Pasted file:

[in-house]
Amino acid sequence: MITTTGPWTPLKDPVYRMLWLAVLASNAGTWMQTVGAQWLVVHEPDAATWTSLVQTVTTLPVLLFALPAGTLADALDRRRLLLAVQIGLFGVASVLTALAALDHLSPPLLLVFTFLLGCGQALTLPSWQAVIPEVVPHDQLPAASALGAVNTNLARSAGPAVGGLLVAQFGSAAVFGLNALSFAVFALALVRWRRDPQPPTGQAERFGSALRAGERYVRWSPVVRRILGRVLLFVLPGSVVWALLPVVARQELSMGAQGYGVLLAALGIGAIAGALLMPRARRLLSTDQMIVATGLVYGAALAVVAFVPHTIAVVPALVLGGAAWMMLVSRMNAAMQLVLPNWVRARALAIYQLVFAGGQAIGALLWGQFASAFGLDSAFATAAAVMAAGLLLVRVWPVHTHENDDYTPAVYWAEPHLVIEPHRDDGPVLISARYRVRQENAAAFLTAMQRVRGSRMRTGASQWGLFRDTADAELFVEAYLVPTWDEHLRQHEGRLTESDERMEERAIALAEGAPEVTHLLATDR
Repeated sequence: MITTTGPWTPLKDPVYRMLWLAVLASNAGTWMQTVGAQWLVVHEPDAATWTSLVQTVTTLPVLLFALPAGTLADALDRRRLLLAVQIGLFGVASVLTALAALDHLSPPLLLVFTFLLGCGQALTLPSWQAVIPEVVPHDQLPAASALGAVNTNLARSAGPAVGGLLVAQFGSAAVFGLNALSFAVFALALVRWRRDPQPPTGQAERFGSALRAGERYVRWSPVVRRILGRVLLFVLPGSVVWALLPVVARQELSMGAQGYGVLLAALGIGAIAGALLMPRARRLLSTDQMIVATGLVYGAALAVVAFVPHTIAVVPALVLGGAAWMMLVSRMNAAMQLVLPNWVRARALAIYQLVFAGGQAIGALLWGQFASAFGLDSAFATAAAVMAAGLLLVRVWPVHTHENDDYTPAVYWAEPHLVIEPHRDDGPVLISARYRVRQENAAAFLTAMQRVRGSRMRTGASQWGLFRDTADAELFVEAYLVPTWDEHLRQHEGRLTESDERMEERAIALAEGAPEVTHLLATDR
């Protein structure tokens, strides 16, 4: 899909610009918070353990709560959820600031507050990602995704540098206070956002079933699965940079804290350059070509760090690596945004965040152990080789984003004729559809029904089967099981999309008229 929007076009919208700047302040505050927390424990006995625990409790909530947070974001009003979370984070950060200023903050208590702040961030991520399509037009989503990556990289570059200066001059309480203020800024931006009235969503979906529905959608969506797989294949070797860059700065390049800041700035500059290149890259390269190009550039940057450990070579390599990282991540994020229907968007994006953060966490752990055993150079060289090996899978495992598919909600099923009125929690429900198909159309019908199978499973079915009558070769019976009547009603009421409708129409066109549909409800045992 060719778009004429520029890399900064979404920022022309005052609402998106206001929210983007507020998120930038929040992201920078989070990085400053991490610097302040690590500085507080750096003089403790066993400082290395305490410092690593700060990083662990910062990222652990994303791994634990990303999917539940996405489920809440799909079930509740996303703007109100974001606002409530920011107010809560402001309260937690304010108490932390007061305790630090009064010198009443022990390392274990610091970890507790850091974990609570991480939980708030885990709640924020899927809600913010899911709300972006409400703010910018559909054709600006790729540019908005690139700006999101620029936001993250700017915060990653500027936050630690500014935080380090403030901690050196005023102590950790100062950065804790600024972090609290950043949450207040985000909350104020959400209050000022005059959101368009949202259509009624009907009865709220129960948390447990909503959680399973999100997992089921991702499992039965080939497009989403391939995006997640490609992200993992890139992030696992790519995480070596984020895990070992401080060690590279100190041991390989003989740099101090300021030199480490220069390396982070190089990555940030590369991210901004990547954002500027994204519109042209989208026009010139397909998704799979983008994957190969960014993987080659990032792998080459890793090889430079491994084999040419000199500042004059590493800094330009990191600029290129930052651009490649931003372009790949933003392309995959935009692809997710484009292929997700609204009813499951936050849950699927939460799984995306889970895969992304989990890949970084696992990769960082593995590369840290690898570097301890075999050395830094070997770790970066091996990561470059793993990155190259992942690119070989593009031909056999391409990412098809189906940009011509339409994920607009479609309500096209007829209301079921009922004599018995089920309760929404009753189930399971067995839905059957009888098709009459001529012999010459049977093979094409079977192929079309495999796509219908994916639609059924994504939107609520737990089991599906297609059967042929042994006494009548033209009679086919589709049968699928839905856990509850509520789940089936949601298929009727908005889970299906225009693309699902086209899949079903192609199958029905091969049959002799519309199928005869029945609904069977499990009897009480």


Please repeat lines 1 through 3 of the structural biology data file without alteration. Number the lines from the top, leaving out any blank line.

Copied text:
[in-house]
Amino acid sequence: MITTTGPWTPLKDPVYRMLWLAVLASNAGTWMQTVGAQWLVVHEPDAATWTSLVQTVTTLPVLLFALPAGTLADALDRRRLLLAVQIGLFGVASVLTALAALDHLSPPLLLVFTFLLGCGQALTLPSWQAVIPEVVPHDQLPAASALGAVNTNLARSAGPAVGGLLVAQFGSAAVFGLNALSFAVFALALVRWRRDPQPPTGQAERFGSALRAGERYVRWSPVVRRILGRVLLFVLPGSVVWALLPVVARQELSMGAQGYGVLLAALGIGAIAGALLMPRARRLLSTDQMIVATGLVYGAALAVVAFVPHTIAVVPALVLGGAAWMMLVSRMNAAMQLVLPNWVRARALAIYQLVFAGGQAIGALLWGQFASAFGLDSAFATAAAVMAAGLLLVRVWPVHTHENDDYTPAVYWAEPHLVIEPHRDDGPVLISARYRVRQENAAAFLTAMQRVRGSRMRTGASQWGLFRDTADAELFVEAYLVPTWDEHLRQHEGRLTESDERMEERAIALAEGAPEVTHLLATDR
Repeated sequence: MITTTGPWTPLKDPVYRMLWLAVLASNAGTWMQTVGAQWLVVHEPDAATWTSLVQTVTTLPVLLFALPAGTLADALDRRRLLLAVQIGLFGVASVLTALAALDHLSPPLLLVFTFLLGCGQALTLPSWQAVIPEVVPHDQLPAASALGAVNTNLARSAGPAVGGLLVAQFGSAAVFGLNALSFAVFALALVRWRRDPQPPTGQAERFGSALRAGERYVRWSPVVRRILGRVLLFVLPGSVVWALLPVVARQELSMGAQGYGVLLAALGIGAIAGALLMPRARRLLSTDQMIVATGLVYGAALAVVAFVPHTIAVVPALVLGGAAWMMLVSRMNAAMQLVLPNWVRARALAIYQLVFAGGQAIGALLWGQFASAFGLDSAFATAAAVMAAGLLLVRVWPVHTHENDDYTPAVYWAEPHLVIEPHRDDGPVLISARYRVRQENAAAFLTAMQRVRGSRMRTGASQWGLFRDTADAELFVEAYLVPTWDEHLRQHEGRLTESDERMEERAIALAEGAPEVTHLLATDR